Submitted photo.

The Pembroke Dragons have advanced to the semifinals of the Class C1 sectionals in baseball after beating Sodus yesterday 15-5. Zach von Kramer picked up the win.

There are three local baseball games today:

  • Batavia plays Leadership Academy at 5 p.m. at Dwyer Stadium.
  • Notre Dame has a sectional playoff game at 7:30 p.m. at Dwyer Stadium.
  • Oakfield-Alabama plays Campbell-Savona at 5 p.m. in Hornell.
May 23, 2018 - 2:46pm
posted by Howard B. Owens in accident, news, elba.


An accident is reported in the area of 3962 Lockport Road, Elba.

Elba fire and Mercy EMS on scene.

A landing zone is being established for Mercy Flight.

UPDATE: Mercy Flight canceled. 

UPDATE  4:12 p.m.: The driver is being charged with DWI. Potential additional charges are pending. There were four people in the car. The two backseat passengers suffered non-life-threatening injuries, and one of those passengers was walking around at the scene. One was transported to ECMC and the other to Strong.


May 23, 2018 - 1:41pm

Press release:

Today, U.S. Senate Minority Leader Charles E. Schumer called on the Centers for Disease Control (CDC) to administratively fund the work being done at the Northeast Center For Occupational Safety And Health For Agriculture, Forestry And Fishing (NEC) on the National tractor rollover protection systems (ROPS) rebate program.

Schumer said ROPS is a vital program, especially considering that farm-related deaths are up to 800 percent higher than many other major industries, with tractor overturns being their most frequent cause at a rate of 96 cases per year.

“ROPS is a critical and cost-effective rebate program that provides important information to farmers across the country on how to find and install the right rollover bar for their machinery. It is imperative that the CDC does everything possible to fund this program to help ensure that farmers and growers have every tool possible to stay safe and succeed,”Senator Schumer said.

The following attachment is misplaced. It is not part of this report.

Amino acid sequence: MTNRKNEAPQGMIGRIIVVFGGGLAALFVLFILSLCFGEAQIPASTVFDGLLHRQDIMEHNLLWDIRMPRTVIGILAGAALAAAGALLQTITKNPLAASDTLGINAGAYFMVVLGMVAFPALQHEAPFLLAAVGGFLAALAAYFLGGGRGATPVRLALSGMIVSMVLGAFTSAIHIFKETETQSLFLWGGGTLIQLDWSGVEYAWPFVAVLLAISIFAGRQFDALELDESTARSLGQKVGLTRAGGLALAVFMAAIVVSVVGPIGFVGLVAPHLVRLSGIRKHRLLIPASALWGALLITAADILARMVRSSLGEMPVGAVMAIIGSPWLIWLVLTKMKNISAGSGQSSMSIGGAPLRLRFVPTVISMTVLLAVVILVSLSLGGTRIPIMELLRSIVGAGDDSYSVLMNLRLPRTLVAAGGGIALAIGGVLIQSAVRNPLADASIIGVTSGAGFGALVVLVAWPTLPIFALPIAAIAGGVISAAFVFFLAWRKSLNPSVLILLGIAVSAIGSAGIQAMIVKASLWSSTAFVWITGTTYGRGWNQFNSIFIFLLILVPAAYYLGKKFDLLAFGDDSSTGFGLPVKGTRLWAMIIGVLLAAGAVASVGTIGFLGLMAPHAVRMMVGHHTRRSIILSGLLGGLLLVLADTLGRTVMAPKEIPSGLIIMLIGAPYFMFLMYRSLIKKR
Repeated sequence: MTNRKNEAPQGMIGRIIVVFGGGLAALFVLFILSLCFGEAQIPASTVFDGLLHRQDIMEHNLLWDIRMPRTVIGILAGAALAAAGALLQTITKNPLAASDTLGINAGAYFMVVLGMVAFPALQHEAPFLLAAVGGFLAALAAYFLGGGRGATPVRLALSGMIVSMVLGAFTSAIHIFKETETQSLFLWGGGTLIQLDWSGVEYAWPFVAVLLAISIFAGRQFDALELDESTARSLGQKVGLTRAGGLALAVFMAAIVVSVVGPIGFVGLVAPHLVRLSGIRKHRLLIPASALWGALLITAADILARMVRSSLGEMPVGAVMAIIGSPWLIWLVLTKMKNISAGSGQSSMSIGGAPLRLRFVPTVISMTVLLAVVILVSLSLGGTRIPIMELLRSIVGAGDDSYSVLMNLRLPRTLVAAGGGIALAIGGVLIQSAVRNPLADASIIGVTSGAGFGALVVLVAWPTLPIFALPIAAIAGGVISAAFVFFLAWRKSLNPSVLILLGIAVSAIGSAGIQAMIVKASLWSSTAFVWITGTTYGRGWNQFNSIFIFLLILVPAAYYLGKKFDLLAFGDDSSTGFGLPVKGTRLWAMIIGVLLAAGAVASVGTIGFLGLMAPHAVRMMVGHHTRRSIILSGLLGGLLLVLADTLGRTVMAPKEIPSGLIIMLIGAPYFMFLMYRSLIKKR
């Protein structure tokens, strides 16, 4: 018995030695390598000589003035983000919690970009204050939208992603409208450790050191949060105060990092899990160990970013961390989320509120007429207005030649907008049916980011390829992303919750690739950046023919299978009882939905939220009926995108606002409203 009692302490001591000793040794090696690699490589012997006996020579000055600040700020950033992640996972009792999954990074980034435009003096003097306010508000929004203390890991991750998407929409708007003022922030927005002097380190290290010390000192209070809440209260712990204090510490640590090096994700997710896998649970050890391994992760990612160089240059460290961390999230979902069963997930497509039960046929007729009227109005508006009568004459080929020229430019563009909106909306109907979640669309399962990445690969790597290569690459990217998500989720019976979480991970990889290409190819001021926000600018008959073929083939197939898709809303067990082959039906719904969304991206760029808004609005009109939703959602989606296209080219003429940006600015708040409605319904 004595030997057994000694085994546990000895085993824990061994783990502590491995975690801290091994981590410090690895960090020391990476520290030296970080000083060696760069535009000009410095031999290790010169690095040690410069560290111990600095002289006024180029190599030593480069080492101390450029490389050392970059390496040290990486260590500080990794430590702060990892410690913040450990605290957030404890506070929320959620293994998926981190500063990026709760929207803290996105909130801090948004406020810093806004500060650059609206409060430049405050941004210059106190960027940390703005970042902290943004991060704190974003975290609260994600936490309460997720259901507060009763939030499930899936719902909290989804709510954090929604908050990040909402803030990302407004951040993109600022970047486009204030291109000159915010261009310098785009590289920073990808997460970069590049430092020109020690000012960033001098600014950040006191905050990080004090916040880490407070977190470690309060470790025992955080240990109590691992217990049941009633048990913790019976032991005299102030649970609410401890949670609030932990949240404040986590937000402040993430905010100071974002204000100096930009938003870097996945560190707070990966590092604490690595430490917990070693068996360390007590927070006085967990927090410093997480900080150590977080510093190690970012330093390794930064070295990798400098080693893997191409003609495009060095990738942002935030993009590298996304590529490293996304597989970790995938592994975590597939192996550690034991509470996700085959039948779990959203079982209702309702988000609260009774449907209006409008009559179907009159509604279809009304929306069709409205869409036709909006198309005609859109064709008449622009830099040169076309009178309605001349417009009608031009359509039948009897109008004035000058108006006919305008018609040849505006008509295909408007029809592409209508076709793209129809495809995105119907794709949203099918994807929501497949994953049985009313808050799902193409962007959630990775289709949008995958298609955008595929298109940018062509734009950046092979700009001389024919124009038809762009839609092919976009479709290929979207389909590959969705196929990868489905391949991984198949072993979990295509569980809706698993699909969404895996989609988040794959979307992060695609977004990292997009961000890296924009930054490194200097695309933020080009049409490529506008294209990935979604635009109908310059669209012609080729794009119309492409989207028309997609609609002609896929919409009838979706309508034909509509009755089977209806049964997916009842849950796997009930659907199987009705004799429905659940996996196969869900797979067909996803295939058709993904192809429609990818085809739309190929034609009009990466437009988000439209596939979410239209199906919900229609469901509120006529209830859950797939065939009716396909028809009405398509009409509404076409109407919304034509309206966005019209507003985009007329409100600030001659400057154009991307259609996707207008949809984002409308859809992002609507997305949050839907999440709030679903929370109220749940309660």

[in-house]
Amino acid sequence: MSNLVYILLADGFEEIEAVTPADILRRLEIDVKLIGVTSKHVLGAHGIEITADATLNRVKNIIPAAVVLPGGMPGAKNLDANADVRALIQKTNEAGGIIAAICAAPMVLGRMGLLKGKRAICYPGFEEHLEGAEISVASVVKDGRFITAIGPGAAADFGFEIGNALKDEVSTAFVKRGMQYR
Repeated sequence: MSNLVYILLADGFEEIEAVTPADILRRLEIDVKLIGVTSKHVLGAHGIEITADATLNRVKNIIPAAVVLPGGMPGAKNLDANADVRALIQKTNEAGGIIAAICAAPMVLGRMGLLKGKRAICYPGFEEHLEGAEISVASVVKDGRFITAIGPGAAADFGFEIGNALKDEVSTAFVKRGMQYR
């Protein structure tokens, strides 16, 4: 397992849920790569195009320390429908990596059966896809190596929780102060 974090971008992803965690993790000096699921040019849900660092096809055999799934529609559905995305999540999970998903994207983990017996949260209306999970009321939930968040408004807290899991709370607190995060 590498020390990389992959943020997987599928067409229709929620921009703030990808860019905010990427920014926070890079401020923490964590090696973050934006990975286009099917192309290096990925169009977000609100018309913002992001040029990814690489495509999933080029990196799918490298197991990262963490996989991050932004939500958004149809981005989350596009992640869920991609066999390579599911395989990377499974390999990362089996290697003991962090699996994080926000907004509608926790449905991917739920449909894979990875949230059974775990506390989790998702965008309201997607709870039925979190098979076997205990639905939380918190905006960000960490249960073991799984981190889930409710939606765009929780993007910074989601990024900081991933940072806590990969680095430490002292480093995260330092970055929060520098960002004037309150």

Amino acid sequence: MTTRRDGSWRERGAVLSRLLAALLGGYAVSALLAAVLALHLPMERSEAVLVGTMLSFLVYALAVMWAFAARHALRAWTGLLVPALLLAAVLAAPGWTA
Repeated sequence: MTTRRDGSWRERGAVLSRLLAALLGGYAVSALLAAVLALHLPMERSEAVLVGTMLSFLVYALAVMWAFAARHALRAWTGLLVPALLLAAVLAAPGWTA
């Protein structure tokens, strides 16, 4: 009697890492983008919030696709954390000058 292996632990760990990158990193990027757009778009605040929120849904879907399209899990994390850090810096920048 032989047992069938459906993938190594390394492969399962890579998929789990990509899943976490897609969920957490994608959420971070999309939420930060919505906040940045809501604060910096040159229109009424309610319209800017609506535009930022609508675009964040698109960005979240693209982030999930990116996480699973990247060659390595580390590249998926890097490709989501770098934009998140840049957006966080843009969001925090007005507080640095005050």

The ROPS program facilitates rebates in states with state-based funding to farmers to cover approximately 70 percent of the cost for a farmer to install a ROPS roll bar retrofit kit on their tractor. According to Schumer, the original grant funding for this important program is slated to expire in September, and the CDC has discontinued the funding mechanism to allow for the continued federal investment in this program.

“Keeping family farmers and farm workers who operate dangerous machinery safe must be a major priority. That is why I am the urging the CDC to restore funding for this critical farm safety program and the subsequent research,” Schumer said. “The work done by organizations like the NEC is exactly the type of work the federal government should be investing in: it’s cost-effective, informed by real industry experts, and helps save farmers’ lives every day.

"By slashing available funding to this life-saving organization, we jeopardize successful programs that are providing critical resources to farmers, like a 1-800 safety hot-line number and on the ground experts in rural communities, so farmers can access the ROPS Rebate Program, which helps farmers correctly install rollover bars on their tractors just in case the tractor flips over. We need to do everything possible to make sure we are investing in developing new safety solutions for our farmers and growers. and I will be doing everything possible to make sure this program, which puts farmers first, is protected.”

According to NEC Director, Dr. Julie Sorensen, the program has also been considerably cost-effective with recent economic assessments pointing to a $5 million savings in NY State due to deaths and injuries averted through the program.

As stated by Sorensen, “Senator Schumer’s support for the ROPS program and dedication to the farming community is so essential to ensuring the sustainability of one of our state’s most crucial industries.”